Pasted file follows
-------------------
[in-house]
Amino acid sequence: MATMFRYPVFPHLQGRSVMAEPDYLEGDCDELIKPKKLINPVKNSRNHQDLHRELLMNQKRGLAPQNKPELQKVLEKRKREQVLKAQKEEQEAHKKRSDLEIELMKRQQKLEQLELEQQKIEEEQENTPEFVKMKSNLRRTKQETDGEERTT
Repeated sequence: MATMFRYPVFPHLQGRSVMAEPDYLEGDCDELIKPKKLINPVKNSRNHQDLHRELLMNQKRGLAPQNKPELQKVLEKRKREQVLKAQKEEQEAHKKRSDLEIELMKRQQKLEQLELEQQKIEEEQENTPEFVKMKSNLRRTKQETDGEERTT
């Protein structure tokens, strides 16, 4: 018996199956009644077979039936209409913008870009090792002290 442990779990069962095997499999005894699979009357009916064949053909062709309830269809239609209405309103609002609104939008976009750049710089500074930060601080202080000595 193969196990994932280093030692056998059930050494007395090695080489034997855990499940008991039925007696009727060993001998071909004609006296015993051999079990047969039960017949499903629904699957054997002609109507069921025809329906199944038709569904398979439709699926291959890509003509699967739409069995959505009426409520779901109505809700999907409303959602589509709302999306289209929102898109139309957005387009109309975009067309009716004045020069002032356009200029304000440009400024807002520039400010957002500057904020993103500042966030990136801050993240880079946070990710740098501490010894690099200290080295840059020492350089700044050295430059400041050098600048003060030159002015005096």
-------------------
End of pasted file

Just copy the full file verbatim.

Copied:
[in-house]
Amino acid sequence: MATMFRYPVFPHLQGRSVMAEPDYLEGDCDELIKPKKLINPVKNSRNHQDLHRELLMNQKRGLAPQNKPELQKVLEKRKREQVLKAQKEEQEAHKKRSDLEIELMKRQQKLEQLELEQQKIEEEQENTPEFVKMKSNLRRTKQETDGEERTT
Repeated sequence: MATMFRYPVFPHLQGRSVMAEPDYLEGDCDELIKPKKLINPVKNSRNHQDLHRELLMNQKRGLAPQNKPELQKVLEKRKREQVLKAQKEEQEAHKKRSDLEIELMKRQQKLEQLELEQQKIEEEQENTPEFVKMKSNLRRTKQETDGEERTT
């Protein structure tokens, strides 16, 4: 018996199956009644077979039936209409913008870009090792002290 442990779990069962095997499999005894699979009357009916064949053909062709309830269809239609209405309103609002609104939008976009750049710089500074930060601080202080000595 193969196990994932280093030692056998059930050494007395090695080489034997855990499940008991039925007696009727060993001998071909004609006296015993051999079990047969039960017949499903629904699957054997002609109507069921025809329906199944038709569904398979439709699926291959890509003509699967739409069995959505009426409520779901109505809700999907409303959602589509709302999306289209929102898109139309957005387009109309975009067309009716004045020069002032356009200029304000440009400024807002520039400010957002500057904020993103500042966030990136801050993240880079946070990710740098501490010894690099200290080295840059020492350089700044050295430059400041050098600048003060030159002015005096």